No, you're wrong in that Ulama is a separate game, likely a descendent of the Mesoamerican ballgame. Separate articles are needed. An older and ever-so-slightly wiser Madman 13:34, 22 September 2007 (UTC)
I agree that separate articles are needed. Kaldari (talk) 07:18, 30 March 2015 (UTC)

Rules, people, rules!!!![edit]

Ok, great. We have the origin, the history which was all very interesting. But, I mean, we need the rules and the gameplay.

You'll have to invent them yourself (only if you do invent them don't put it in the article). Nobody knows the rules.Maunus 16:02, 21 November 2006 (UTC)

Besides this, the article seems to suggest most scholars associate the hip-ball game with the rules cited by the Spanish witnesses, as well as the bigger courts and rings. If so, it would be interesting to see if they've actually used a test group of athletes to see if people can actually play a game with those particular rules using only their hips, particularly with a ball weighing 4 pounds. Ulama is not a hips-only game. Keeping a ball bouncing with arms and shins is feasible, with hips there wouldn't be rallies more than 2 or 3 shots. It's hard to believe the hip-ballgame was played on the big ring courts or with ulama-like rules. The mural dipicting hip-ball suggests the ball isn't high up in that game, maybe the bounces don't matter there. —Preceding unsigned comment added by 75.170.56.228 (talk) 00:08, 1 October 2008 (UTC)

Check out this YouTube video. It appears that these re-enactors only use their hips. Madman (talk) 02:59, 1 October 2008 (UTC)
Yabbut is their ball 4Kg heavy? And even they have a hard time keeping the ball off the ground. I honestly can't picture it, unless there is something nobody has though of yet, such as the ball being suspended from a wire or something.2.80.239.111 (talk) 02:17, 13 September 2011 (UTC)

Another article to merge to here[edit]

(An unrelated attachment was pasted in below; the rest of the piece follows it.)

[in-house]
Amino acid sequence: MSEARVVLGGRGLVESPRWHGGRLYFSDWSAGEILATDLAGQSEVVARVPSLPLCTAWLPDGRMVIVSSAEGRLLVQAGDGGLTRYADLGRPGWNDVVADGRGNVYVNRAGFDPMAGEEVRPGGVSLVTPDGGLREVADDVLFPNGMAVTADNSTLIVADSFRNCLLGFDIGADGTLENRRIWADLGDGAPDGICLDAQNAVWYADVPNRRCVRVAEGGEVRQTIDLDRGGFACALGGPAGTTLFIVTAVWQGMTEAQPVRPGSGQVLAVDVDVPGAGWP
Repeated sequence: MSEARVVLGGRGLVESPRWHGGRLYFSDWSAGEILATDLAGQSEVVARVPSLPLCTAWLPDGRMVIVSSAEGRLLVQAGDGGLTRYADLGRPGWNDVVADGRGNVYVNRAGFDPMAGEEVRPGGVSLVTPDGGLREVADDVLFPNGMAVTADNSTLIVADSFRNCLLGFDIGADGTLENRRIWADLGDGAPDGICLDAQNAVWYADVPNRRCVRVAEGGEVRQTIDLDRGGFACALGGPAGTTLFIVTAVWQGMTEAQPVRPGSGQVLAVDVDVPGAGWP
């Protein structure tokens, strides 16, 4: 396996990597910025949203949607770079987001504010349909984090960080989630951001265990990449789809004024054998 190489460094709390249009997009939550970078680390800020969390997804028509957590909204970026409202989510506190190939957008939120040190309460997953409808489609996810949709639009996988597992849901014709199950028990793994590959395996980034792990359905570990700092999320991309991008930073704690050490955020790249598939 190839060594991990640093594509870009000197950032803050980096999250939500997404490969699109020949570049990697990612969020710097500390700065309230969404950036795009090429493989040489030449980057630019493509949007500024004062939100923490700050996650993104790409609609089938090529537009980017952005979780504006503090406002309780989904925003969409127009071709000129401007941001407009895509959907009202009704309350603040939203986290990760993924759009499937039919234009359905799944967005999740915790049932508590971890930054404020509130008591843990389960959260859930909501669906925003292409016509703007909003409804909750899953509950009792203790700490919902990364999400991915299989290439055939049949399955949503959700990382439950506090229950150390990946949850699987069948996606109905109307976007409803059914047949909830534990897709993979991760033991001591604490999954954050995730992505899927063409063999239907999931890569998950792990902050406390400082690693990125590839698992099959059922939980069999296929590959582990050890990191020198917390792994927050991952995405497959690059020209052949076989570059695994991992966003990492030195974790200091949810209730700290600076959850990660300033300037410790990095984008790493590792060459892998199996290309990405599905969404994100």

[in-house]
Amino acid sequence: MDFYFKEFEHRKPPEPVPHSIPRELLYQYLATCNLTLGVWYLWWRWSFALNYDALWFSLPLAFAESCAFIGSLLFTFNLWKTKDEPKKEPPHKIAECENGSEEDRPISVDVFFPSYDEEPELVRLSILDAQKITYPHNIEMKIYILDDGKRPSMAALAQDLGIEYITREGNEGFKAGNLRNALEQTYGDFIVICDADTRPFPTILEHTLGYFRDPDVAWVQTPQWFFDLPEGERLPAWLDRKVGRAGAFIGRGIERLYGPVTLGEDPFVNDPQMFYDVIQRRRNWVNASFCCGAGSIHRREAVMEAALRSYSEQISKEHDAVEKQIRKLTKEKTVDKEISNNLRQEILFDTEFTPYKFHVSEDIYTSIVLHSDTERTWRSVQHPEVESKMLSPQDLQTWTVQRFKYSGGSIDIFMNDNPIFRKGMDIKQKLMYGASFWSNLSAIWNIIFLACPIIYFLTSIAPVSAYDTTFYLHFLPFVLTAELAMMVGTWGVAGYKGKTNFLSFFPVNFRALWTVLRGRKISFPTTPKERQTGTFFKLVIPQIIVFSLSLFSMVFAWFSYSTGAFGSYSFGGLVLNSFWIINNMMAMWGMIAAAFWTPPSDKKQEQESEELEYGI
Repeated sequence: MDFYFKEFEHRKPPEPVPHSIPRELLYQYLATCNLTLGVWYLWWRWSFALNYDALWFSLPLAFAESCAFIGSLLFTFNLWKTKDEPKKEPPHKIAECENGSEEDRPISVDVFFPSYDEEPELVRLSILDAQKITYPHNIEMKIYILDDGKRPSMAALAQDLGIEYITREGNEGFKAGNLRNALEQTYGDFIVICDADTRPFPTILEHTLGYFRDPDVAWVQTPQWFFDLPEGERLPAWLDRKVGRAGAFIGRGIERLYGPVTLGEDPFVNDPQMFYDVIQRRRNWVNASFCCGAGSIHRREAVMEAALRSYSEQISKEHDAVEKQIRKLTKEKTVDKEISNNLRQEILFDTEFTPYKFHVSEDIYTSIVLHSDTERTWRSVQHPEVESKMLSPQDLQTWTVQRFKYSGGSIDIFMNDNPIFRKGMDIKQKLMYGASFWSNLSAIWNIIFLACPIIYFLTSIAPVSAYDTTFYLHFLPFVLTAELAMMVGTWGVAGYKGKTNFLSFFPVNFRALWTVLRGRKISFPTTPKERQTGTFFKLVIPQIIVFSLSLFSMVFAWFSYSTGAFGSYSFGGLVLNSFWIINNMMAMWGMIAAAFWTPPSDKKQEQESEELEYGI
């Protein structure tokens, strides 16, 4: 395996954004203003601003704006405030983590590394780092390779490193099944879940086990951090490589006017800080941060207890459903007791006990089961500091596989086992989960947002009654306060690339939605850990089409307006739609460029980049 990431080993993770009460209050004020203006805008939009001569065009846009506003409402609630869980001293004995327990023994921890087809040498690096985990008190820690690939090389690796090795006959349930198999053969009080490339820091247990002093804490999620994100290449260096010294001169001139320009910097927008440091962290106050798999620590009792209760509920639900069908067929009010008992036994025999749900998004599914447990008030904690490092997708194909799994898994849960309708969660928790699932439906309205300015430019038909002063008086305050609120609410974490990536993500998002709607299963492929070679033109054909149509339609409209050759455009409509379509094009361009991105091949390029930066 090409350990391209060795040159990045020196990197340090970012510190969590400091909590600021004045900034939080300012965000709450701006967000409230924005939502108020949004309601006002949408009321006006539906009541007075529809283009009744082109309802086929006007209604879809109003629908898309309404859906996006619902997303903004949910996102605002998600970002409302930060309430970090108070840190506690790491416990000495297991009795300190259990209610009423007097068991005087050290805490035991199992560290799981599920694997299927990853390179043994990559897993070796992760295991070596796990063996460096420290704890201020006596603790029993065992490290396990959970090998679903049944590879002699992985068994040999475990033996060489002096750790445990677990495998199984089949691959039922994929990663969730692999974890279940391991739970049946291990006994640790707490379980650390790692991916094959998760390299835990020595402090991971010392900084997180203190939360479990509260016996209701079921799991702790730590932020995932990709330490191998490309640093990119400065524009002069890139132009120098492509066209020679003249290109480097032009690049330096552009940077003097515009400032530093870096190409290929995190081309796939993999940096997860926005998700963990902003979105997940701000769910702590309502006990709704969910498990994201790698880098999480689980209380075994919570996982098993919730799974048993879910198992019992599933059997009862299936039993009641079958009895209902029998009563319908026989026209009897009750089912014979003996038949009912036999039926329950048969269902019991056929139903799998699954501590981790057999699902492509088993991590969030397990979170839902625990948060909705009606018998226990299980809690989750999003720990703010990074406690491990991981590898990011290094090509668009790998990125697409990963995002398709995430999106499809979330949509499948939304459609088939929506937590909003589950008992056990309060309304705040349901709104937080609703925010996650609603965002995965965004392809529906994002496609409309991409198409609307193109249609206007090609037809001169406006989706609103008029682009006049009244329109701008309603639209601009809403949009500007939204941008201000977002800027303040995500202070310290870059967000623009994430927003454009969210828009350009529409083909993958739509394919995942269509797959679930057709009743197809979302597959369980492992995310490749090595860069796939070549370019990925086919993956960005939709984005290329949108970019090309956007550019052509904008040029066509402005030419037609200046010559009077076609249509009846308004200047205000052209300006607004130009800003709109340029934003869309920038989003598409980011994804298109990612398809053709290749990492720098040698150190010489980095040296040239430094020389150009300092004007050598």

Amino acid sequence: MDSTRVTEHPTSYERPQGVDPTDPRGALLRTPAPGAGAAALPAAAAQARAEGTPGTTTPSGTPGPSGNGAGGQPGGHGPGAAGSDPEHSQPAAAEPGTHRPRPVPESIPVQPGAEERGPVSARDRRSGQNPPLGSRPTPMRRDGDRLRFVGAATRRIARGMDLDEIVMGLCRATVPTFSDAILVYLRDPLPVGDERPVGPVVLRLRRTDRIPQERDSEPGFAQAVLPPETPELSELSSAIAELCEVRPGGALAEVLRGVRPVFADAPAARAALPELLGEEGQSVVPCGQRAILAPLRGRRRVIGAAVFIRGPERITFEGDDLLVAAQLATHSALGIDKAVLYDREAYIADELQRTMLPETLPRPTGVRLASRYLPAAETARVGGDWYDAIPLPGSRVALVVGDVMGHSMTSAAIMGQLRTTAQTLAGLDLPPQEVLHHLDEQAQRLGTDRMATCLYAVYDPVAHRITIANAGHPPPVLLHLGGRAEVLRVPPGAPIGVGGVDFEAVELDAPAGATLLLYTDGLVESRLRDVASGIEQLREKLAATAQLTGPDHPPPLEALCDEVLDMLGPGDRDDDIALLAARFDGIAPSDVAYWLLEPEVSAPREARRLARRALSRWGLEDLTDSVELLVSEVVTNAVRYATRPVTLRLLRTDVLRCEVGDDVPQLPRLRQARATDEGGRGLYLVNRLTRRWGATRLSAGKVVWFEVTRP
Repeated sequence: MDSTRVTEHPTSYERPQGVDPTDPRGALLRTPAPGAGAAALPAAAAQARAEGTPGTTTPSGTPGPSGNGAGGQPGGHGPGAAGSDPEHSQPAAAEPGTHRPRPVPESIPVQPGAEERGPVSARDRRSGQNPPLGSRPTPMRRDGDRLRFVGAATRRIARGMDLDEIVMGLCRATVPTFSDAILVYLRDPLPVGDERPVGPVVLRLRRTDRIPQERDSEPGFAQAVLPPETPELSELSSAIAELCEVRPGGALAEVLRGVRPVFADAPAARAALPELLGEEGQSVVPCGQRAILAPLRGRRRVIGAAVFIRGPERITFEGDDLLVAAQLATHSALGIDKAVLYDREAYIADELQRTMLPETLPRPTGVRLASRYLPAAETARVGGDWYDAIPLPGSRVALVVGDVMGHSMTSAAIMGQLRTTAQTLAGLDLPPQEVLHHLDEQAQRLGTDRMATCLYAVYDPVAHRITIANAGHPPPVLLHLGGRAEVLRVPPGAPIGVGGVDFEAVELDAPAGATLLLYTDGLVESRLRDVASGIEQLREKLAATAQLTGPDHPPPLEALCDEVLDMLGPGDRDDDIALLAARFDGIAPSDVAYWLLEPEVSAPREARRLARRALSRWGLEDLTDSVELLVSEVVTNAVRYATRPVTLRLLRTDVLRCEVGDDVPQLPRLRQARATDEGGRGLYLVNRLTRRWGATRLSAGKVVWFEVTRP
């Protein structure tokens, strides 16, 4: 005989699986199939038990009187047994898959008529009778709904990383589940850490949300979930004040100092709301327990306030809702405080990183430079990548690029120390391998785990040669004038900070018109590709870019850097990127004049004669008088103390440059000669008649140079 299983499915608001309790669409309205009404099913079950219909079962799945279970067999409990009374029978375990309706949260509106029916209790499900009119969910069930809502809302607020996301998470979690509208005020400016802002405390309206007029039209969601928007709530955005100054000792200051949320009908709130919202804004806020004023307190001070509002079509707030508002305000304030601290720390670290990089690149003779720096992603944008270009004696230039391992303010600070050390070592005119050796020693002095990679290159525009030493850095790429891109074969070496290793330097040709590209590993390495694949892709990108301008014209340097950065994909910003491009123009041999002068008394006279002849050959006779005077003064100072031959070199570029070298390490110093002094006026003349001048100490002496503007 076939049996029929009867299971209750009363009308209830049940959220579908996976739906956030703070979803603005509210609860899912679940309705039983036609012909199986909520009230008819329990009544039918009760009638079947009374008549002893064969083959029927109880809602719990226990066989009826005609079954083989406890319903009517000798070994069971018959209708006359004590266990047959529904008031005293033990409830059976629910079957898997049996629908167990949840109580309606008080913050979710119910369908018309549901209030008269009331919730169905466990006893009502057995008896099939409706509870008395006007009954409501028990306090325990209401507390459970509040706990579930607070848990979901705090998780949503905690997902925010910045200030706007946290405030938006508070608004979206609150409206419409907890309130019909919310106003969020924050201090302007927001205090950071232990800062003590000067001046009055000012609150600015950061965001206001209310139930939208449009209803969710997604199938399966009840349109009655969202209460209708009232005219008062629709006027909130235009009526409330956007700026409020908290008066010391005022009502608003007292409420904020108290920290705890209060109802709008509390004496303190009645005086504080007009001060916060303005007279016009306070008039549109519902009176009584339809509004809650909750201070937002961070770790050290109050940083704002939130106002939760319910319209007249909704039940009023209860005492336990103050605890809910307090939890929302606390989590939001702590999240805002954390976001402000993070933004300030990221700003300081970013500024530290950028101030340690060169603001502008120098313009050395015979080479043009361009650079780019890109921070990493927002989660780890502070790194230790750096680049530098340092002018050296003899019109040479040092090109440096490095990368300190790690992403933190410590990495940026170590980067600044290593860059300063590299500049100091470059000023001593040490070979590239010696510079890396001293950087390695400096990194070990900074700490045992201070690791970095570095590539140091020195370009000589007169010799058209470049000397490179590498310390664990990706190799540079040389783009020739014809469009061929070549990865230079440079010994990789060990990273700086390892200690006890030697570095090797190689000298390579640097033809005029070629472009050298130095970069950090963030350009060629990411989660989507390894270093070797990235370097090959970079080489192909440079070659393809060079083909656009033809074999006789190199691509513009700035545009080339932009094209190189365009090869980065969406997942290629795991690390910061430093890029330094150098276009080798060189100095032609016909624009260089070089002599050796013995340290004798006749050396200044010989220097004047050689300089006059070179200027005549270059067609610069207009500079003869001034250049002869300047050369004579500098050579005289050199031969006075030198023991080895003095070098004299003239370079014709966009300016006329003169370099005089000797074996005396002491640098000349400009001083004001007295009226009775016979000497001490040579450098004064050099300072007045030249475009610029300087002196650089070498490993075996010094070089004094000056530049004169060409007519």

I think the new article Ceremonial Ball Court should be merged and redirected to here. -- Infrogmation 00:35, 27 December 2006 (UTC)

Agree with the merge proposal, although perhaps at some point there'd be justification for having separate articles on the ballcourt structures and the ballcourt game/rituals. The new article also only covers aspects relating to the Maya, whereas ballcourts are one of the common pan-Mesoamerican defining aspects.--cjllw | TALK 04:23, 3 January 2007 (UTC)

Considerable overlap with Maya Hero Twins entry[edit]

Retelling the Popol Vuh story, with a lot of unnecessary detail, unfocuses your own story. Retal 00:17, 30 December 2006 (UTC)

This is true, and I pulled out large chunks unrelated to the ballgame. It still needs work, particularly (I believe) on the long paragraphs discussing the cosmic meaning of the game. Madman 13:38, 22 September 2007 (UTC)

Chichen Itza - court size[edit]

Please correct! There are two different sizes for the chichen itza ball court given in the court section!

Patrick —The preceding unsigned comment was added by 24.18.182.74 (talk) 23:36, 13 January 2007 (UTC).

Images[edit]

Great Ballcourt of Chichen Itza.

I've uploaded a 360 ° panorama of the Great Ballcourt at Chichen Itza. Just wondering if it was germane to place in the main article (or other articles) to give a sense of scale for the size.--Rojoxiii (talk) 00:47, 13 February 2008 (UTC)

Grammar[edit]

This article could use a little brush up language-wise —The preceding unsigned comment was added by 87.52.45.238 (talk) 14:36, 14 February 2007 (UTC).

History Channel[edit]

Just saw the show "Decoding the Past" on History Chan. They said that they now believe it is the the winning team's captain which is sacrificed as winning the game makes him worthy. —The preceding unsigned comment was added by 65.11.103.62 (talk) 02:43, 10 April 2007 (UTC).

This pops up on occasion. Being the sticklers we are here, we're looking for some more academic than the guides at Chichen Itza or even the History Channel. There's certainly a lot we don't know about this game (starting with the rules). Thanks, Madman 01:29, 12 April 2007 (UTC)
I visited Chichen Itza this week and with our tour guide, he also confirmed that the winning team's captain was sacrificed to the gods. I don't know how much professional information you need about him, but he claimed to us that he was of strictly Mayan decent (he left his village to go to college), graduated with a Masters degree in archeology and astronomy and currently participates in speaking all over the world. His Spanish name is Antonio Cuxil (couldn't find his Mayan name), and his credentials are confirmed in several sources. I cannot find any papers or books he has written, but I just thought I'd throw that out there. —Preceding unsigned comment added by 201.144.227.226 (talk) 01:47, 12 June 2008 (UTC)
Hmm...and yet, with all those qualifications and worldwide speaking engagements, he spends his time hauling gringos around on a look-see before they cram back into the tour bus? Somehow, I don't think so; either he, or you, are having a laugh. --cjllw ʘ TALK 04:01, 12 June 2008 (UTC)
So you think those qualifications are worth much, economically wise, in a country other than the US? And even there...2.80.239.111 (talk) 02:21, 13 September 2011 (UTC)